On the Adaptation of Shakespeare

“When the kite builds, look to lesser linen,” says the rogue Autolycus in The Winter’s Tale. After doing my research to play the role, I now know what the line means. It refers to the habit of kites (as in small hawks) stealing sheets and clothing that were left outside to dry to add to their nests.

I love that line. I wouldn’t want to cut it. However, it’s an obscure reference that may have been more common knowledge when the play was written. I imagine few audience members today would recognize, much less appreciate, the line in the moment of its delivery.

I was amused by how scared (for fear is generally the seed of outrage) people got when they heard about the Oregon Shakespeare Festival commissioning modern language adaptations of Shakespeare’s canon. Do people believe that one of the most renowned Shakespeare companies in the United States is going to abandon Shakespeare’s original text? Do they think this idea came from people who don’t love the original material? The adaptations allow the organization to engage with a wide range of artists. Why should actors and directors be the only ones exploring their craft in collaboration with Shakespeare’s text? I’ve learned as much, if not more, about Shakespeare’s text by setting it to music as I have performing it. What a great opportunity for the commissioned playwrights, not to mention the directors, actors, designers, and so on, who will bring these adaptations to life.

We already take great liberties with Shakespeare’s text: Different editions of the original texts have textual variations and discrepancies, and part of the process of mounting a Shakespeare play is sifting through those options and deciding which ones to use. Many productions already replace some of the more obscure terms with recognizable ones (that don’t disrupt the rhythm of the language) to clarify meaning. Finally, almost everyone makes substantial cuts and excisions because they want a shorter run time, and most of these cuts are determined by what will be clear to today’s audience. This practice of cutting and adapting Shakespeare’s plays hasn’t kept people from going back to the full original text When high schools students are assigned Romeo and Juliet or Hamlet or Othello, they read the original text. Even the “No Fear” translations aren’t intended to replace the original text, but to help students find their way into it.

So why was there such a strong reaction to the announcement of these adaptations? Are we scared that our hard work toward the comprehension and delivery of Shakespeare’s text will be for nothing? The language of the material is effective only when it is communicative and can move its audience. If people who are savvy in the craft come to see me perform Shakespeare and applaud my execution of the text, that’s nice, but if the language doesn’t viscerally resonate with the audience, the actor has ultimately failed. What makes these plays some of the greatest pieces of dramatic literature ever written is their capacity to move us. To walk away from a Shakespeare play simply appreciating the delivery isn’t enough.

Yes, the verbal semantics are a powerful aspect of these plays, but not just because the language is pretty. Heightened language is born out of and supported by depth of human experience. The exploration of the deep wants, desires, longings, fears, furies, and sorrows of the characters is what inspired the language in the first place, and we continue that exploration by returning to these stories. The magic comes from how beautifully the words articulate humanity, not how beautifully humans can articulate words.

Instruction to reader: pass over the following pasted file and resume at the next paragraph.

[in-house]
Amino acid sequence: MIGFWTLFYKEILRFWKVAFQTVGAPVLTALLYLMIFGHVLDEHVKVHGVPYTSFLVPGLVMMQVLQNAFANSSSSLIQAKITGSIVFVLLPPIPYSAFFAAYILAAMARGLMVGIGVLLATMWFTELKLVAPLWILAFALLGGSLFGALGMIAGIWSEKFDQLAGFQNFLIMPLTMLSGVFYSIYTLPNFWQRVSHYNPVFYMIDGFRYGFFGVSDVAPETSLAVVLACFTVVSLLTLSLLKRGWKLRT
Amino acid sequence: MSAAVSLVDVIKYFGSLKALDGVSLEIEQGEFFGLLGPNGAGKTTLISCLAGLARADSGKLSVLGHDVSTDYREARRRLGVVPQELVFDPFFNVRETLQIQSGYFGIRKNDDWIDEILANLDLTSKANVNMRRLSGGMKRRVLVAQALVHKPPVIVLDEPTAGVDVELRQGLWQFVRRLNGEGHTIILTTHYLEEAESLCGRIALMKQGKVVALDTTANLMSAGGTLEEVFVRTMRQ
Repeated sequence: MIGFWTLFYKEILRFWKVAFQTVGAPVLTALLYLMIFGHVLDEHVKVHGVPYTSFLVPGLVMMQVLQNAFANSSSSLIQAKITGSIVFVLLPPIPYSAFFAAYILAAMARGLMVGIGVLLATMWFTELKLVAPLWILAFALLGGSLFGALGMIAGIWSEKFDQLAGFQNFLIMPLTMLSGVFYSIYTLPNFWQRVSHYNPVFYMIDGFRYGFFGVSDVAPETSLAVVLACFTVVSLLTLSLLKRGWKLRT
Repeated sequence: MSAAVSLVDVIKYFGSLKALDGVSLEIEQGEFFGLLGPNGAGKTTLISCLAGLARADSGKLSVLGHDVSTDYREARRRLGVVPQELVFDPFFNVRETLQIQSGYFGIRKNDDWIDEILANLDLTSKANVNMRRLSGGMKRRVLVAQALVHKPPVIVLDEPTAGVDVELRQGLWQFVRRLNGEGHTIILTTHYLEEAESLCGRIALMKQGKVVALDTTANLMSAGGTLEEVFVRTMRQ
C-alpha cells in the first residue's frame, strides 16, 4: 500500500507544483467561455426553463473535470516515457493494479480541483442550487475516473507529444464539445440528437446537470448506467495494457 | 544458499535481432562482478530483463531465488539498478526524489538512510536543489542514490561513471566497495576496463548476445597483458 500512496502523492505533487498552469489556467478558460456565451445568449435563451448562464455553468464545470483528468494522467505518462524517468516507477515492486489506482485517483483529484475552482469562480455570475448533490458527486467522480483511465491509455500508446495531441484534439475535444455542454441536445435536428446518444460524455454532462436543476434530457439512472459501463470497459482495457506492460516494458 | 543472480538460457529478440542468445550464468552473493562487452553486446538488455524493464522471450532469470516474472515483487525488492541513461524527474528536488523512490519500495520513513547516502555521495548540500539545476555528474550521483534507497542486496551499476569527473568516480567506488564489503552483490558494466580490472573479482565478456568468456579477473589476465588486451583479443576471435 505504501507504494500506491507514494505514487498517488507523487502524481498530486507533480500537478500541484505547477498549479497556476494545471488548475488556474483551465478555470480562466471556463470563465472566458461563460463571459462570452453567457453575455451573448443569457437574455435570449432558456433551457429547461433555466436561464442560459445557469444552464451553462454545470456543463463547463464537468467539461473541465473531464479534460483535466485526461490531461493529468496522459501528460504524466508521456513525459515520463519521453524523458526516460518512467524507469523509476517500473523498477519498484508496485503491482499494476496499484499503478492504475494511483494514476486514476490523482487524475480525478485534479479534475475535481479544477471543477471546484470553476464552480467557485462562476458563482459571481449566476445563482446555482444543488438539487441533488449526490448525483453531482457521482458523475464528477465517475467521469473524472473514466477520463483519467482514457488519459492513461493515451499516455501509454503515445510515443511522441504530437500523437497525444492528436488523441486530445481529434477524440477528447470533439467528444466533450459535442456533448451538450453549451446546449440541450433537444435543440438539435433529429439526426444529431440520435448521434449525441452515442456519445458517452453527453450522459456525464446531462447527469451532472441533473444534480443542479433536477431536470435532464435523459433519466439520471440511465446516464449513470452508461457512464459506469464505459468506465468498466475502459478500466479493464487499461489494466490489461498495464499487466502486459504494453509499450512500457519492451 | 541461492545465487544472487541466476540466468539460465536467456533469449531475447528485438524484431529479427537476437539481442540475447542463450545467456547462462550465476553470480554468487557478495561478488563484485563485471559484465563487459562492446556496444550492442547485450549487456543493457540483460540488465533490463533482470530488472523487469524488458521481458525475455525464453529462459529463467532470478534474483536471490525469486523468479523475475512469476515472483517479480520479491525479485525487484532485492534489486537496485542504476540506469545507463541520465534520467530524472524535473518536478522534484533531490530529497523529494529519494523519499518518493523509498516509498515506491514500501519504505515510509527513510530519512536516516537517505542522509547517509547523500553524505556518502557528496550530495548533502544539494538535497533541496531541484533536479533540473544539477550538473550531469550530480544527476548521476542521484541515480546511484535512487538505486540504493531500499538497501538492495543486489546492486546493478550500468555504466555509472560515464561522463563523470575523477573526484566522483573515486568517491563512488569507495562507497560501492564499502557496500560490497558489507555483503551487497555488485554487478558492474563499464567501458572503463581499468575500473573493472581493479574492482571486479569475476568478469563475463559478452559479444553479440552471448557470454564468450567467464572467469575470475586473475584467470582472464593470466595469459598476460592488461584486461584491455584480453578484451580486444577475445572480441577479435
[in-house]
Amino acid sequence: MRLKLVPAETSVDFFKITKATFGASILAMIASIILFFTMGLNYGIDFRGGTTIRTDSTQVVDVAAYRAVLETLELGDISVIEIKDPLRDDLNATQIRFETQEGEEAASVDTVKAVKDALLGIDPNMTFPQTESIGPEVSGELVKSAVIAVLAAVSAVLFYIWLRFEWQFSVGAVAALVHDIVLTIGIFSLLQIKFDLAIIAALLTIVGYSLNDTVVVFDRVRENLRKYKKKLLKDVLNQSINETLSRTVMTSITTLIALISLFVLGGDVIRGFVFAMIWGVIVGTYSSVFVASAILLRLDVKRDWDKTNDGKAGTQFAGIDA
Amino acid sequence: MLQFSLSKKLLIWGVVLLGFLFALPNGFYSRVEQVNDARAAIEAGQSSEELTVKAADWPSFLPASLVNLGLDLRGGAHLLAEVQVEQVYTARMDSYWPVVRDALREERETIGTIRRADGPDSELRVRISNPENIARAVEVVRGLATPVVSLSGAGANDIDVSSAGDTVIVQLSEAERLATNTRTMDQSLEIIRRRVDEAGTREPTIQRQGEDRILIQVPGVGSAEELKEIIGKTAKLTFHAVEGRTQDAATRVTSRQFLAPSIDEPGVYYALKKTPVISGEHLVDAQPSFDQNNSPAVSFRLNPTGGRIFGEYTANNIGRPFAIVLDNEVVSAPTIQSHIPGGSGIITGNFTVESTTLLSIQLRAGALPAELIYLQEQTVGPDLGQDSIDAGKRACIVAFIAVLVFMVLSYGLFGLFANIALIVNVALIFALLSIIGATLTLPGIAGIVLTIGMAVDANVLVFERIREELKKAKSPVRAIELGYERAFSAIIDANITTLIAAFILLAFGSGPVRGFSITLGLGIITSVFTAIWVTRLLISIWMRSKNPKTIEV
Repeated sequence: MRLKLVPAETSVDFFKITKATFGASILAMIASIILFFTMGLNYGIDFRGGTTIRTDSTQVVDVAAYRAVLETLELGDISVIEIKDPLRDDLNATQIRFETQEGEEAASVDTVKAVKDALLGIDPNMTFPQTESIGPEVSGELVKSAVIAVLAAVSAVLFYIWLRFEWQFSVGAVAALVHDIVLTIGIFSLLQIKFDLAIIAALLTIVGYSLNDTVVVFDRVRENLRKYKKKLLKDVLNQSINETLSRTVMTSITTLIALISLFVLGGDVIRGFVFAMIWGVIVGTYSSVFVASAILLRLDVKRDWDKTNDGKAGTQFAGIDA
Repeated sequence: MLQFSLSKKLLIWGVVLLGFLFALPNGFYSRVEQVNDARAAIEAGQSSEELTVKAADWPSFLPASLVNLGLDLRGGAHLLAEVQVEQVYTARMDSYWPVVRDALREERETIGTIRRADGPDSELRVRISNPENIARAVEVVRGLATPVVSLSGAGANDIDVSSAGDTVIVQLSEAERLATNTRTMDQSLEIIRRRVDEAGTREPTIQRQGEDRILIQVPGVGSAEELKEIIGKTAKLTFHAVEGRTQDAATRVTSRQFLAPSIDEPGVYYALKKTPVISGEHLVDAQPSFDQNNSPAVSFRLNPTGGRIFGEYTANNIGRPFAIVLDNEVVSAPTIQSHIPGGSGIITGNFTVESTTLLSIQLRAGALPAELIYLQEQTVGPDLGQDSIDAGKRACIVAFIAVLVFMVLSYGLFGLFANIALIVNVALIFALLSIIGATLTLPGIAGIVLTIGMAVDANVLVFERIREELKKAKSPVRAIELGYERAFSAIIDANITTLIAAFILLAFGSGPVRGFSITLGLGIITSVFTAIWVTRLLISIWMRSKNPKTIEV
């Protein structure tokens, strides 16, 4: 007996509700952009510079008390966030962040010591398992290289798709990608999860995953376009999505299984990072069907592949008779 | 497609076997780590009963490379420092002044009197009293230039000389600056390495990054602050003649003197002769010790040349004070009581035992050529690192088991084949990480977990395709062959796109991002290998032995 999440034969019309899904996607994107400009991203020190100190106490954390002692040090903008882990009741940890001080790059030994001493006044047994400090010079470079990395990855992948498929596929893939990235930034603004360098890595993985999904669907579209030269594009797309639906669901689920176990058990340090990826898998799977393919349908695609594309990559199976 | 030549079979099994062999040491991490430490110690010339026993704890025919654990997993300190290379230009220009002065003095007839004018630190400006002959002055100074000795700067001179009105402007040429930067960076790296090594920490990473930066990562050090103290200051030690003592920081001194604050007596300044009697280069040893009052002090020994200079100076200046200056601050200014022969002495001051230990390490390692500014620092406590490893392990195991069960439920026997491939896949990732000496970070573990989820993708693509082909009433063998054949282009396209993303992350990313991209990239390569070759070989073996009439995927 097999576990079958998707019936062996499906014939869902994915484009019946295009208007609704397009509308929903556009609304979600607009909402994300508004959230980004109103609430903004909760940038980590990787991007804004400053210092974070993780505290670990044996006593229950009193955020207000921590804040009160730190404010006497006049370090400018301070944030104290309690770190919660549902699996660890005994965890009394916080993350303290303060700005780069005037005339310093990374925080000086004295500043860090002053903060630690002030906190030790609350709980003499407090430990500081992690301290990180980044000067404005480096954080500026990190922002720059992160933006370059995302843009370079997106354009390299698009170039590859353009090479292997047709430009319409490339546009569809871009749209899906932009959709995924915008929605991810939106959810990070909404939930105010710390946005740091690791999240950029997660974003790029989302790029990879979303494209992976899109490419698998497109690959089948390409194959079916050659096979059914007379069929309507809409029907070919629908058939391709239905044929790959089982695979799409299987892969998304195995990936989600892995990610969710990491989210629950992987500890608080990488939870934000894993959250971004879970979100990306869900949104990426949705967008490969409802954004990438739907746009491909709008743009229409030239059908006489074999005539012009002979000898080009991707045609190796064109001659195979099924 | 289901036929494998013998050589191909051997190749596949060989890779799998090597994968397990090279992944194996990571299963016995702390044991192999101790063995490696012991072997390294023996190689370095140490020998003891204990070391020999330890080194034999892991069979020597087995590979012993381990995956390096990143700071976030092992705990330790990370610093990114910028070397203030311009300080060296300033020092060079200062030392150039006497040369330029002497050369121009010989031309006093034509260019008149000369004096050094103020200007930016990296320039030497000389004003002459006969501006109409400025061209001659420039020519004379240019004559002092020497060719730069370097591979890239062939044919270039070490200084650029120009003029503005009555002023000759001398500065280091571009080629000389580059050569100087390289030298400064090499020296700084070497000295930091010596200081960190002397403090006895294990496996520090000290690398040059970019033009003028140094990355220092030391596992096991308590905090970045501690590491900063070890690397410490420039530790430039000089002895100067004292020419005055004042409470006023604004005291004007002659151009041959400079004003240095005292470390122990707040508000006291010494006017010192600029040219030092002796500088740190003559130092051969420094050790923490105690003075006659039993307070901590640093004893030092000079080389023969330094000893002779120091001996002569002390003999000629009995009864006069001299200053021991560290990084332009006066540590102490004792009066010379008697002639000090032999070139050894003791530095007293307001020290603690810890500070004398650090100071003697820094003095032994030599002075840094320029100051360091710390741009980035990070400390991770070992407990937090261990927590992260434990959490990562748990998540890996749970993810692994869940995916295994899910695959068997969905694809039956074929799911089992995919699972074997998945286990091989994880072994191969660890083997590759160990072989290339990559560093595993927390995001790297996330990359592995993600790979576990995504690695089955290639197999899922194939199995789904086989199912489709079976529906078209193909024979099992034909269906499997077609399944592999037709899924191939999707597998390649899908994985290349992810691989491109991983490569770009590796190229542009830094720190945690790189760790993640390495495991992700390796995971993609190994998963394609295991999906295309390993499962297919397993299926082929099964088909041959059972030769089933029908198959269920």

If the text isn’t being effectively communicated, perhaps the fault is not in the times, the audience, or even the text itself. Perhaps we as actors must take it upon ourselves to dig deeper into our own exploration of humanity that we may reach the depths that evoke poetic text. Perhaps we as directors must look for the deep, driving forces of these plays and use them to orchestrate such a momentum that every person taking part in the experience, onstage and off, may be moved. Perhaps our charge as artists is to dig past the realm of interpreter in the hope of striking the streaming oil of the poet.

I love having to figure out “When the kite builds, look to lesser linen.” I love collaborating with directors and actors and coaches to discover the potency and intention in the text. I once worked with a text coach for over fifteen minutes to decipher a single line in Twelfth Night. The discovery wasn’t how to execute the line; it was to uncover its inspiration and motivation. A contemporary audience may never understand Autolycus’ kite reference, but if they sense that it comes from his pride, his playfulness, his cunning, the character is revealed and the audience continues to ride the roller coaster of the play.

Most of Shakespeare’s text isn’t hard to comprehend as it is. “Thou painted maypole” is still a great insult. “To be or not to be” is crystal clear language, even if the thought itself is profound. Even if it were altered by a contemporary playwright (I can’t imagine how to paraphrase it), could anyone read the original line without being struck by its depth and clarity? Let’s not forget that Shakespeare’s plays, as brilliant, glorious, and infused with genius as they are, were written to be popular entertainments. Moving the material away from accessibility and placing it on a pedestal does more damage than an adaptation intended to help people understand the story ever could.

“Gentle breath of yours my sails must fill, or else my project fails, which was to please.” – The Tempest

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